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On the Uselessness of Knowledge: William F. Lynch's "Interesting" Expedition to the Dead Sea

On the Uselessness of Knowledge: William F. Lynch's "Interesting" Expedition to the Dead Sea <p>ABSTRACT:</p><p>In 1848, U.S. Navy Lieutenant William F. Lynch traveled to Ottoman Palestine to lead a bold expedition down the Jordan River and around the Dead Sea. This expedition&apos;s stated objectives were to demonstrate American one-upmanship, solve some scientific questions regarding the region&apos;s geographical anomalies, and find the remains of the biblical Sodom and Gomorrah. None of these objectives were more than partially met. The present essay looks for this episode&apos;s meaning and value within a different realm: that of the rapidly-expanding print marketplace. Beyond fulfilling particular national, religious, or scientific interests, it argues, Lynch&apos;s expedition was promoted by reporters, editors, and authors as interesting. The essay thus proposes a different view of the role of knowledge in nineteenth-century culture, not in terms of its usefulness, but in its appealing uselessness. Paradoxically, it shows, Lynch&apos;s expedition was most useful precisely where it failed to obtain the knowledge it promoted as its goal, a failure that insured continued public curiosity about the Dead Sea and its religious significance.</p> http://www.deepdyve.com/assets/images/DeepDyve-Logo-lg.png Journal of the Early Republic University of Pennsylvania Press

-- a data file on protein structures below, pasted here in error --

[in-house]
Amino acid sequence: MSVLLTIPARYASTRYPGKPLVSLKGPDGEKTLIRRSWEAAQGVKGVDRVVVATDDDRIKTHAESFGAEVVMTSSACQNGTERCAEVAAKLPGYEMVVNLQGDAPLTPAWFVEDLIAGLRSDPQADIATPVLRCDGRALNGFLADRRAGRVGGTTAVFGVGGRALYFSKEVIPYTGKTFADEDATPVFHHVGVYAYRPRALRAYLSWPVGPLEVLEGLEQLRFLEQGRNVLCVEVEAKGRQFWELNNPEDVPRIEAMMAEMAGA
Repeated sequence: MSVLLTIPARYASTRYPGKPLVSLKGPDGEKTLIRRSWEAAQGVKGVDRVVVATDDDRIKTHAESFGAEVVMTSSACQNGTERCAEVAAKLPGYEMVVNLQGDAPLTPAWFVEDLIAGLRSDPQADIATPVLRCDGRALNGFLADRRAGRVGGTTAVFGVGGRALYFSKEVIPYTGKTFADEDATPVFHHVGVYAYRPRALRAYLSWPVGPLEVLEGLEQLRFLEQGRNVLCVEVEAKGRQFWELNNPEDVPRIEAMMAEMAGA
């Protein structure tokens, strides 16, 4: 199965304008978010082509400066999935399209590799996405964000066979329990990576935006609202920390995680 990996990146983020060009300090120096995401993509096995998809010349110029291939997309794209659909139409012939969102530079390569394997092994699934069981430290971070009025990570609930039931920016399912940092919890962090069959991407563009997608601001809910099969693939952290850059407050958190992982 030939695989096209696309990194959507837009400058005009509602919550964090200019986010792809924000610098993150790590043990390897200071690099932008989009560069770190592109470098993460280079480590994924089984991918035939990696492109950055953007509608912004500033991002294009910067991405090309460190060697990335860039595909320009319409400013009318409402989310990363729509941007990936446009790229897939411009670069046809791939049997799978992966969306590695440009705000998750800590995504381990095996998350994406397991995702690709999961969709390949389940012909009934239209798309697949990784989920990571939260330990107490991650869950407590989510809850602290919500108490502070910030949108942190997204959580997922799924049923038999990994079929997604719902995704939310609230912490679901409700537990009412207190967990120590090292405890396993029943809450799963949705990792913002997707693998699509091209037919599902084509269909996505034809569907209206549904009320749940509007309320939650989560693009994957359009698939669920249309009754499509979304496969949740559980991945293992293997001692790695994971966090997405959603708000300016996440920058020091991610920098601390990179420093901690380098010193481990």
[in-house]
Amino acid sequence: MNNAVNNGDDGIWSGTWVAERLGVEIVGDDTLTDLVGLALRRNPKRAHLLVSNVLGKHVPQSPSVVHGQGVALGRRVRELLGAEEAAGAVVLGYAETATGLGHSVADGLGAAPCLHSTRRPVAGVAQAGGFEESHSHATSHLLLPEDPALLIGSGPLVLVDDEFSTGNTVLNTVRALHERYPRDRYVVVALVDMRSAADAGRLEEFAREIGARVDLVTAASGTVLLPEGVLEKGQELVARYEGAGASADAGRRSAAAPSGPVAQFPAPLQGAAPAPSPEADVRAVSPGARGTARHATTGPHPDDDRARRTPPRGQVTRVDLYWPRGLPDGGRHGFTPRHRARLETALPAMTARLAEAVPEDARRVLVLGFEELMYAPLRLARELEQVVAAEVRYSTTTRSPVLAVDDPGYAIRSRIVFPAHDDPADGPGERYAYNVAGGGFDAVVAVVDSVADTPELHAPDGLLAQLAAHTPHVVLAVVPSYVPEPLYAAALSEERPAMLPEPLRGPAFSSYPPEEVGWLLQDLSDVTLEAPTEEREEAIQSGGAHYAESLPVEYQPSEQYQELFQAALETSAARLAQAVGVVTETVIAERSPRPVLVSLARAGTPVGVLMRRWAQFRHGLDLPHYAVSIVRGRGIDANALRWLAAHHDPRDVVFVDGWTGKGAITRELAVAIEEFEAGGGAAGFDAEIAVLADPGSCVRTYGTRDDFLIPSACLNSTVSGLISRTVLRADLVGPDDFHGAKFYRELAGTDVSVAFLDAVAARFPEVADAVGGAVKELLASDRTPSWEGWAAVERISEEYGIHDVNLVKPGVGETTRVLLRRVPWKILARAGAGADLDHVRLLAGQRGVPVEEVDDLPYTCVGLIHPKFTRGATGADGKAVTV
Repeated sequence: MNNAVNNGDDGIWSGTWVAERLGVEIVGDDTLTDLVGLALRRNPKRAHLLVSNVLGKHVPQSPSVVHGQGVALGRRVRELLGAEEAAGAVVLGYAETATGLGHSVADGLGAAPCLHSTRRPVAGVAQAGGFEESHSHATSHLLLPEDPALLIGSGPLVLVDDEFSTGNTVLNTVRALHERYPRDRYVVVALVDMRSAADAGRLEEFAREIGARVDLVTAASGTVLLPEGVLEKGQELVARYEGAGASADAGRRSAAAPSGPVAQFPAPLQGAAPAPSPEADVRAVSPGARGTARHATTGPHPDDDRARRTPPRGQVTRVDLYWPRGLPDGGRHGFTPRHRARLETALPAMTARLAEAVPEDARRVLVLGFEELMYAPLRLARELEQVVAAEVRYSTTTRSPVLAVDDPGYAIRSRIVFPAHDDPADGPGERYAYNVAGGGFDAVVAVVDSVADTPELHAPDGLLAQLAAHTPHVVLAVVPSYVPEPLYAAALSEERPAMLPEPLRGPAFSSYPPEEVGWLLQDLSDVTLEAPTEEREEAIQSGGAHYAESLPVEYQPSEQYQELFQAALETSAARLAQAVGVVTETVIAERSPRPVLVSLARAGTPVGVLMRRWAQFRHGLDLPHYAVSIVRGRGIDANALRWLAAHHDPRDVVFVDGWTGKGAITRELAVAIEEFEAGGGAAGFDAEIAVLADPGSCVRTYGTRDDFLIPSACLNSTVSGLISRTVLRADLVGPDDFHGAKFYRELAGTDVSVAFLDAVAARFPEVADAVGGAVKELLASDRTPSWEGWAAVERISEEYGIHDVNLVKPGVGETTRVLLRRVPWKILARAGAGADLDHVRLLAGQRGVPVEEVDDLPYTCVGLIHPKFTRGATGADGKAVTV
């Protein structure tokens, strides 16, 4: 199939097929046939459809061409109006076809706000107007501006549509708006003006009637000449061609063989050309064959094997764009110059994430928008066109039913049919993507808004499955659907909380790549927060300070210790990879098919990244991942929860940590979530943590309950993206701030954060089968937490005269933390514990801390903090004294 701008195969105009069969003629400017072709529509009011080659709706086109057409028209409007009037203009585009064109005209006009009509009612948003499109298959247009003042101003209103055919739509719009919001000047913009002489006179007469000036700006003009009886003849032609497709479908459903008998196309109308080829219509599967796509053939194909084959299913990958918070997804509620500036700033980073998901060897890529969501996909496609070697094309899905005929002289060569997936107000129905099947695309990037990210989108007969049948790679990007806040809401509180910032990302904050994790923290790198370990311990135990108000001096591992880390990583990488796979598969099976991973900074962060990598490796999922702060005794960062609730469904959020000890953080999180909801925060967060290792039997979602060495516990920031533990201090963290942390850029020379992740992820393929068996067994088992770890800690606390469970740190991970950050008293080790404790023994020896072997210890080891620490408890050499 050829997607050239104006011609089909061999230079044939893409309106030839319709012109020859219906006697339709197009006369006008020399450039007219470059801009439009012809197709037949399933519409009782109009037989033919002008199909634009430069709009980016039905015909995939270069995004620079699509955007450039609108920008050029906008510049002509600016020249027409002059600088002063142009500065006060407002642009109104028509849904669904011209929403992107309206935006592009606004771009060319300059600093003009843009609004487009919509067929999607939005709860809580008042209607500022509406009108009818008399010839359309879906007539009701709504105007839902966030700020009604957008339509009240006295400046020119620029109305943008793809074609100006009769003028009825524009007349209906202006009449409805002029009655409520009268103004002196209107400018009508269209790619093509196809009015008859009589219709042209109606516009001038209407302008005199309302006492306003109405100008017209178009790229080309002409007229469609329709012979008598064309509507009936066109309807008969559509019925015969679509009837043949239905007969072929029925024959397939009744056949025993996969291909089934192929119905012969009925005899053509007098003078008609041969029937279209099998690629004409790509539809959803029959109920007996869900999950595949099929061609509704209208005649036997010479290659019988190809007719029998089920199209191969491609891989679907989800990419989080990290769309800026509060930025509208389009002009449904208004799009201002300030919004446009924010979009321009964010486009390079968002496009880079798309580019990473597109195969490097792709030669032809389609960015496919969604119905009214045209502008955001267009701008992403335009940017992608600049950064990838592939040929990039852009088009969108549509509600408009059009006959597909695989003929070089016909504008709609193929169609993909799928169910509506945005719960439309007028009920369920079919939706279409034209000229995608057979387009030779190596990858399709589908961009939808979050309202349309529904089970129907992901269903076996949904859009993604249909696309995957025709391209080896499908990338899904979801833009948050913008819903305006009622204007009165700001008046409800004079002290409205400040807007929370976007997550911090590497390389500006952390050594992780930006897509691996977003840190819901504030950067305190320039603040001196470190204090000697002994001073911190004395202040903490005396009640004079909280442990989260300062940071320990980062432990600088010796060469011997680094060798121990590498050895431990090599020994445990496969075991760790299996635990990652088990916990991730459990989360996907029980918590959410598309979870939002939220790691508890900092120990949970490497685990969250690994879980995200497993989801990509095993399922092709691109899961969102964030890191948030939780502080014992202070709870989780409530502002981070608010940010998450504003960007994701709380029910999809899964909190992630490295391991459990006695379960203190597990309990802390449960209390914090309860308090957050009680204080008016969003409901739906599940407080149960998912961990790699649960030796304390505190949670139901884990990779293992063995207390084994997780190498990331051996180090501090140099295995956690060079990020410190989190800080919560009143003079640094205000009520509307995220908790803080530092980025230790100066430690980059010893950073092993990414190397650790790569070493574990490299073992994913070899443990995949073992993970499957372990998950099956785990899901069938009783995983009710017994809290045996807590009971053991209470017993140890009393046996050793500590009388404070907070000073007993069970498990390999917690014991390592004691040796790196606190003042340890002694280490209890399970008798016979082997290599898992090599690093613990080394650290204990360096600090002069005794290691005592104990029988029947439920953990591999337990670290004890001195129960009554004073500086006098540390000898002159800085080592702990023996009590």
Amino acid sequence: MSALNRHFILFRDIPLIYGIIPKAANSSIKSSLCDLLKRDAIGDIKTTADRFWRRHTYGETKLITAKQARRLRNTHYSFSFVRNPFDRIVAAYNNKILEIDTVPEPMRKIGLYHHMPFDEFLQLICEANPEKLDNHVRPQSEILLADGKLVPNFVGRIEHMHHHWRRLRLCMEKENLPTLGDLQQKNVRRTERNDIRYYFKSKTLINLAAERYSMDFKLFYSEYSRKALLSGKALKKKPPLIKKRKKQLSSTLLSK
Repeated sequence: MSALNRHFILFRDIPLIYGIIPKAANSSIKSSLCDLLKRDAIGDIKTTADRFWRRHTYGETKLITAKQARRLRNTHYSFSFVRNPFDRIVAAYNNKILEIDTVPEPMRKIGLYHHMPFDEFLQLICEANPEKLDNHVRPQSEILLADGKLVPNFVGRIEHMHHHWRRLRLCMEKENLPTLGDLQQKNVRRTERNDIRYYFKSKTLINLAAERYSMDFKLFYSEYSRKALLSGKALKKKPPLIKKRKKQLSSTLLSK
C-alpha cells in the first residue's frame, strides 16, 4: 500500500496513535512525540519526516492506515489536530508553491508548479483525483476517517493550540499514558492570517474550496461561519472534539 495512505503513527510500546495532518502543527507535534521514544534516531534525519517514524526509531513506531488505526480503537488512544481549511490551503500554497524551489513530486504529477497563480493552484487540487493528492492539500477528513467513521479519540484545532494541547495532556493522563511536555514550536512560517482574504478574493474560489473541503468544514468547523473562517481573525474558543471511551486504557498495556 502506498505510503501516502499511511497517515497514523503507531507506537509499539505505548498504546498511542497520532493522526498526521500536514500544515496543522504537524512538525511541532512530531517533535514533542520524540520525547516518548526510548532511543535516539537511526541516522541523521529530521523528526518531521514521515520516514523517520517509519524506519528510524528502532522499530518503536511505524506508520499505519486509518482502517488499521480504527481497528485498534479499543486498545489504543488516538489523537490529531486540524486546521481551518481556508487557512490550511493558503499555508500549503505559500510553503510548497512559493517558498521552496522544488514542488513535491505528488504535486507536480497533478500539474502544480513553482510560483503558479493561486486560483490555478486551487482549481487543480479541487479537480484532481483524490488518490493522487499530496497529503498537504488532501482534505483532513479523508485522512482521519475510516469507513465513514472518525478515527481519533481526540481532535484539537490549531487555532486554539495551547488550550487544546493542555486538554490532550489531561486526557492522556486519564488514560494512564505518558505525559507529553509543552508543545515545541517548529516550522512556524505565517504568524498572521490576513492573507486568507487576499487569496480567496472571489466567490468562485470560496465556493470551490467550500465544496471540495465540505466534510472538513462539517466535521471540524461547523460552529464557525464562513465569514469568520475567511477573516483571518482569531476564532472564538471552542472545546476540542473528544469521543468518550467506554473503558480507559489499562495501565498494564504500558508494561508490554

On the Uselessness of Knowledge: William F. Lynch&apos;s "Interesting" Expedition to the Dead Sea

Journal of the Early Republic , Volume 38 (3) – Sep 26, 2018

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Publisher
University of Pennsylvania Press
Copyright
Copyright © Society for Historians of the Early American Republic.
ISSN
1553-0620

Abstract

<p>ABSTRACT:</p><p>In 1848, U.S. Navy Lieutenant William F. Lynch traveled to Ottoman Palestine to lead a bold expedition down the Jordan River and around the Dead Sea. This expedition&apos;s stated objectives were to demonstrate American one-upmanship, solve some scientific questions regarding the region&apos;s geographical anomalies, and find the remains of the biblical Sodom and Gomorrah. None of these objectives were more than partially met. The present essay looks for this episode&apos;s meaning and value within a different realm: that of the rapidly-expanding print marketplace. Beyond fulfilling particular national, religious, or scientific interests, it argues, Lynch&apos;s expedition was promoted by reporters, editors, and authors as interesting. The essay thus proposes a different view of the role of knowledge in nineteenth-century culture, not in terms of its usefulness, but in its appealing uselessness. Paradoxically, it shows, Lynch&apos;s expedition was most useful precisely where it failed to obtain the knowledge it promoted as its goal, a failure that insured continued public curiosity about the Dead Sea and its religious significance.</p>

Journal

Journal of the Early RepublicUniversity of Pennsylvania Press

Published: Sep 26, 2018

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